How To Stay On Top Of Email
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How To Stay On Top Of Email

3rd July 2014
By Jacqui Beel

Keeping on top of your email is an essential foundation for success in business, not least for the fact that an organised emailing system means more time is freed up for you to focus on getting things done, rather than manically trawling through an endless backlog of unopened mail. Additionally, when email becomes unmanageable, it can affect your self-confidence and your motivation to complete tasks you would normally be happy to get stuck into.

The thing about email that makes most of us recoil from the computer screen at the sight of our inbox is how quickly and easily emails can get out of hand. It seems just a day away from emails can leave us out of control of our mail. So how do we get our email under control and, more importantly, how do we keep it that way?

Luckily, there is a fool-proof system you can follow that should get rid of those inbox blues.

  1. Empty inbox daily 

This is an important goal, and one that can be achieved. You don’t need to answer every email, but processing all your mail is a realistic target that will help you sleep at night.

  1. Don’t dither – keep moving!

Once you start processing your inbox, don’t dwell too long on individual emails. You must move quickly, or you will find yourself spending all day on it. Each email you process, read swiftly and determine what response is required – if one is needed at all. There are three possible courses of action:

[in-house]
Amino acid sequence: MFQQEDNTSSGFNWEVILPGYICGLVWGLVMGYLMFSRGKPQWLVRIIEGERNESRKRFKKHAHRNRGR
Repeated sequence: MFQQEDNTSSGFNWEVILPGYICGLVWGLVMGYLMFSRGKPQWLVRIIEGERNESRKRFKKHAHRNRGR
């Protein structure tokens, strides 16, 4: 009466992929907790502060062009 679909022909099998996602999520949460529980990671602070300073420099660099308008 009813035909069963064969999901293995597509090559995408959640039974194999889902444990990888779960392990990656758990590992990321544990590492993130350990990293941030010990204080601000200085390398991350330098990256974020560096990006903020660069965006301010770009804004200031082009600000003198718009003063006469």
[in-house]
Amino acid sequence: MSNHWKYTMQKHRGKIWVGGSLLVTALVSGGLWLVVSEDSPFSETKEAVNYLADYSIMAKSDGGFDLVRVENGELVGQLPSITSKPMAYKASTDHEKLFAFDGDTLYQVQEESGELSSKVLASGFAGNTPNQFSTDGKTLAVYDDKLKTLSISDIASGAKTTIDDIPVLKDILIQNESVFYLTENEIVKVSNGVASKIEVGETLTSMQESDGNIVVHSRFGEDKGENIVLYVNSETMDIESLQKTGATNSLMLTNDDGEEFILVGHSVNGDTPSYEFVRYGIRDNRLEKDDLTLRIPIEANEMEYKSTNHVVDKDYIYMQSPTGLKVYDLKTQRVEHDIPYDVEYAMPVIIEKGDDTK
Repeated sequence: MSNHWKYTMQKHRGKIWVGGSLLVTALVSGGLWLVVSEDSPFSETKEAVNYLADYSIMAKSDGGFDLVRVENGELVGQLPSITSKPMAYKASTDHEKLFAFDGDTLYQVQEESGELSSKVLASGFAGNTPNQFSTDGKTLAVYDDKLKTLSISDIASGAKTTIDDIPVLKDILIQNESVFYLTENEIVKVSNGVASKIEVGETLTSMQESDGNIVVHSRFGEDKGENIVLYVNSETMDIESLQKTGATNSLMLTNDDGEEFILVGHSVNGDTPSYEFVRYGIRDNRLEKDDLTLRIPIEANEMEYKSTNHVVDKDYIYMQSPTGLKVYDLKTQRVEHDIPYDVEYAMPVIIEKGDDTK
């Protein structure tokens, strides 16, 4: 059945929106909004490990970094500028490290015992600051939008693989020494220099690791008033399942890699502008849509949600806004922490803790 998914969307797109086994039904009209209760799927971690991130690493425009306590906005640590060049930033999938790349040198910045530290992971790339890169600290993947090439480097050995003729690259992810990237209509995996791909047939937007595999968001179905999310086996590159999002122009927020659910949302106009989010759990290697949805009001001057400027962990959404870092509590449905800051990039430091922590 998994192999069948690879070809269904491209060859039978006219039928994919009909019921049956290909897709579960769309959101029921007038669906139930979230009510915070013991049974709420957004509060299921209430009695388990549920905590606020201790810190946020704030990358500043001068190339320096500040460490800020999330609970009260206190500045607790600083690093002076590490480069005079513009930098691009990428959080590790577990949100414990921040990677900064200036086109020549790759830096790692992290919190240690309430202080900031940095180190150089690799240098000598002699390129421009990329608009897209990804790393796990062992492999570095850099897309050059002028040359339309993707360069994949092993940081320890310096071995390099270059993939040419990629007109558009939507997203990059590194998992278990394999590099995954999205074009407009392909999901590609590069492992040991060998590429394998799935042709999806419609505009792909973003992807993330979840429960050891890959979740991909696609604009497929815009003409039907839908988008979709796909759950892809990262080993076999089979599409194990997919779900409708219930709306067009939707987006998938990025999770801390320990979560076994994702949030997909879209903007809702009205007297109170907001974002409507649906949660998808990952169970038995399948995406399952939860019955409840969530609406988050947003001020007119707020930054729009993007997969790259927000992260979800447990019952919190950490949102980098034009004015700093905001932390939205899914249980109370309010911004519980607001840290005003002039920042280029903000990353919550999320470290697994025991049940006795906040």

•  REPLY to the email now. Set yourself a target time of just two minutes to complete the email. Be concise!
  • DEFER your reply to a later time. It is not laziness telling yourself that a response can wait. Not all emails are of vital importance and recognising this is a useful skill in getting your emails processed quickly. Deferring your response is also a good course of action if the task will take you longer than two minutes.
  • DELEGATE the task to someone else. Again, this is not “passing the buck” or an attempt to avoid replying. Sometimes, another in your team may be better equipped to satisfy the sender’s request/query.
  1. Don’t be scared to press delete

If a response is not required, then decide if the information is important enough to save. If not, then DELETE. Those that survive the cull should be put into one folder called ‘processed’ (or something similar). Having just one folder for all processed mail will prevent your mail becoming unnecessarily convoluted – simplicity is the key!

After repeating this processing method for a week or so, you will find yourself completing the task quickly and efficiently without much thought.

  1. Try creating rules

Some people offering similar advice on this topic will recommend using email rules to filter out low-priority emails. If this works for you, then do it. Be wary of this however, as sometimes if an email is marked as ‘low priority’ for you it does not mean that a response is not required.

  1. Make it a habit

If you make this part of your daily routine, then you’ll no longer need to be filled with despair every time you open your inbox. Staying on top of emails isn’t supposed to fill you with joy, but now at least, if you follow these steps, it doesn’t have to be an impossible chore.
Just remember – it can be done. Good luck!